My good friend K. has got my back – she volunteers with me, comments on my blog, and best of all – gives me content. So, I was especially thankful for her find of Blue Avocado’s post by Rick Cohen on AmeriCorps and the Serve America Act. While Kate Goyette provides one rebuttal on the AmeriCorps Alums blog, I’d like to offer another response. In the interest of full disclosure, you should know that I served two terms of AmeriCorps and am currently involved in the Alums network as a Chapter Leader. I also want to reiterate that this particular debate has to do with public policy and volunteerism…so keep that in mind.
Cohen argues that public policy and the allocation of funds for volunteer programs is limited by a lack of support for capacity building programs and a failure to acknowledge that nonprofit work requires a unique and valuable set of skills. He advocates for equal treatment (in terms of pay and benefits) for nonprofit employees compared with the public and private sectors, a more strategic use of stipended volunteers (like AmeriCorps members), and a little critical thinking. My take? Hard to argue with…
But, people love to argue. Many comments on the post and other rebuttals focus on Cohen’s supposed criticism of AmeriCorps programs (he really just says that members should be supplemental to staff but are often used as substitutes). Why the backlash? In my opinion, readers are threatened by the idea of cuts in volunteer programs (AmeriCorps in particular) because of the volatility of the nonprofit sector, making them afraid to criticize public policy that supports their cause (hence the sacred cow thing).
You can go read Blue Avocado yourself, so I won’t spend any more time agreeing with Rick, but I do want to make a few points of my own. First of all, the way AmeriCorps programs are set up blows my mind – there are so many different formats that I can barely explain how it works. While flexibility is good, I think the result of programs (particularly State/National) is a lot of “patting each other on the back” by State Commissions for Community Service, the Corporation for National and Community Service, and local AmeriCorps programs. What good would it do them to admit that their Corps members aren’t being trained well or are underutilized or overworked by host sites? Apparently not much. I think true corps-based programs like NCCC or the other conservation corps with more staff oversight and structure are better formats, as is VISTA’s strategy where all members undergo the same training before beginning work at their site. There also need to be some checks and balances in the system – who is really scrutinizing the programs and ensuring that corps members, the host sites, and the grant-making parties are all getting the biggest bang for their buck?
My second point is that a shift toward higher salaries in the nonprofit sector will take more than public policy, though that may be a start. Many large funders rely on databases like Guidestar.com and Charity Navigator to see where organizations spend their money. Any organization with high administrative costs automatically gets a lower rating on these sites, discouraging the idea that paying for staff benefits, salaries, and training can actually increase the effectiveness of an organization. The difficulty in rating nonprofits is their distinctive mission-based approach – they can’t be analyzed solely on income like companies in the private sector. So, how can we address this issue? Is there another way to rate nonprofits other than just looking at the breakdown of their budget? I think we need a cultural shift in values and perceptions where employee benefits are seen as an essential part of nonprofit operating expenses. There are too many employers that create low-paying (often part-time) positions and avoid offering health insurance, training, 401(k), etc to limit expenses and please their donor base.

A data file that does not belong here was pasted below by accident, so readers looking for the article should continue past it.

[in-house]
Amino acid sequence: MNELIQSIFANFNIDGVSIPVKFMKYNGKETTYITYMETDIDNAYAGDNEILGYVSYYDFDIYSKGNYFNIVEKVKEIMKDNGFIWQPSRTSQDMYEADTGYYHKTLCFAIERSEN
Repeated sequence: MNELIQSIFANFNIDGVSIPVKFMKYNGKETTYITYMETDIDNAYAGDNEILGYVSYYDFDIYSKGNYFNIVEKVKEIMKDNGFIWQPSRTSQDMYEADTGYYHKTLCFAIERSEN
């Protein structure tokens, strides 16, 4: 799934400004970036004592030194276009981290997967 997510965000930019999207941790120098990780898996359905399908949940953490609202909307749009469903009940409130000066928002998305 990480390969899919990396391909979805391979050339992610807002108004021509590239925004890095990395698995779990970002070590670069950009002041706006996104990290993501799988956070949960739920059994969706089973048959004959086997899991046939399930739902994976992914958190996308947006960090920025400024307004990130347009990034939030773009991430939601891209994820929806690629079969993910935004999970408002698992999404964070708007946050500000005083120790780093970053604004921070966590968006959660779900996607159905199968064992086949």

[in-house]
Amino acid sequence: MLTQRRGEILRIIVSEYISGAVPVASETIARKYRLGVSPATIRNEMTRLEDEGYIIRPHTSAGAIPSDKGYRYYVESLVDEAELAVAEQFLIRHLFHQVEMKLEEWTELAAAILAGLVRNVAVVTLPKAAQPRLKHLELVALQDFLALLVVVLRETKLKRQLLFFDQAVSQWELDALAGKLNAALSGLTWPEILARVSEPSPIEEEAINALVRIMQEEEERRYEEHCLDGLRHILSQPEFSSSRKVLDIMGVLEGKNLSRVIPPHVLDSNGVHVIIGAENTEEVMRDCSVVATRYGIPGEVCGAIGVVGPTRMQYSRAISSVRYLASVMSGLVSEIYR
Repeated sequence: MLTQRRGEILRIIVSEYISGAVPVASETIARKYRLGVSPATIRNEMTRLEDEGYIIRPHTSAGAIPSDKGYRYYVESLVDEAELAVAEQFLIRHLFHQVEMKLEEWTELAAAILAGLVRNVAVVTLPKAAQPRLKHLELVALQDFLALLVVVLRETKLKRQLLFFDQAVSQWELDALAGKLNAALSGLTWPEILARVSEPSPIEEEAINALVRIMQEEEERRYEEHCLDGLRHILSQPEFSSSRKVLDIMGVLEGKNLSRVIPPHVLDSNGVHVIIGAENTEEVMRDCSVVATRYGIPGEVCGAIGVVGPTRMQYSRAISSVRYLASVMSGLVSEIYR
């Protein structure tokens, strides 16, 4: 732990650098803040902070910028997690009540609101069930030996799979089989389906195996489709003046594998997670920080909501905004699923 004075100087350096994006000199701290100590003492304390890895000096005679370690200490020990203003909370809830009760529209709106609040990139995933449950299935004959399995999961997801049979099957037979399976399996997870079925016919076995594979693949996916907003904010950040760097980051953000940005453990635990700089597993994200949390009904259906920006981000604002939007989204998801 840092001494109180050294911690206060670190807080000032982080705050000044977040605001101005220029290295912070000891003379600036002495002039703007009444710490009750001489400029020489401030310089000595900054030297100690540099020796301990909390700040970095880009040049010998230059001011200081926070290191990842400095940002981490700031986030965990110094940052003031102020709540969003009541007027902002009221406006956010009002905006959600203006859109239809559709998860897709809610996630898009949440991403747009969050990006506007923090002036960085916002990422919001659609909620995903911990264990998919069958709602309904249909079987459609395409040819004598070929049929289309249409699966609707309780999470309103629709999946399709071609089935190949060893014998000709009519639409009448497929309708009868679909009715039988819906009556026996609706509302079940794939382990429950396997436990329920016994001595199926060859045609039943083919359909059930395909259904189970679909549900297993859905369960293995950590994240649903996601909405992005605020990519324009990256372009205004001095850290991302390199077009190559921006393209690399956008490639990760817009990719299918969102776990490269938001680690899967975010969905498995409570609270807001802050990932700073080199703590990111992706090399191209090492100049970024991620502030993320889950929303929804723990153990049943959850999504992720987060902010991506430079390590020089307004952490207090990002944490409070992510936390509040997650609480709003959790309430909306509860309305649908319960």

Lastly, I’d like to point out that Cohen’s solution to mandating pay levels for government contracts given to nonprofit organizations is more complicated than it might sound (though there is precedence for such policy as set by the Davis-Bacon Act, which requires certain wages for government contracts in construction projects). Historically, government offered contracts to nonprofits to provide services that could not be provided by the public sector. In the recent past, many government entities have offered contracts to private companies as well as nonprofit organizations, which has forced nonprofits to be competitive in the private market. This has created a great strain for many nonprofits, as they are more restricted than private companies in their ability to generate capital since they can’t issue stock. By mandating higher wages without offering support for nonprofits to access capital, policy could make it even more difficult for organizations to compete for government contracts.
So, go out! Be critical! Do a little research on how nonprofits treat their employees before you donate. Demand a reasonable wage and benefits when you apply for jobs in the nonprofit sector. If you’re an AmeriCorps member, stand up for yourself if you aren’t being supported or you’re being asked to do duties beyond your job description. And, don’t be afraid to question federal policies – even when they are helping you make a living. Future generations of nonprofit workers will thank you…I promise.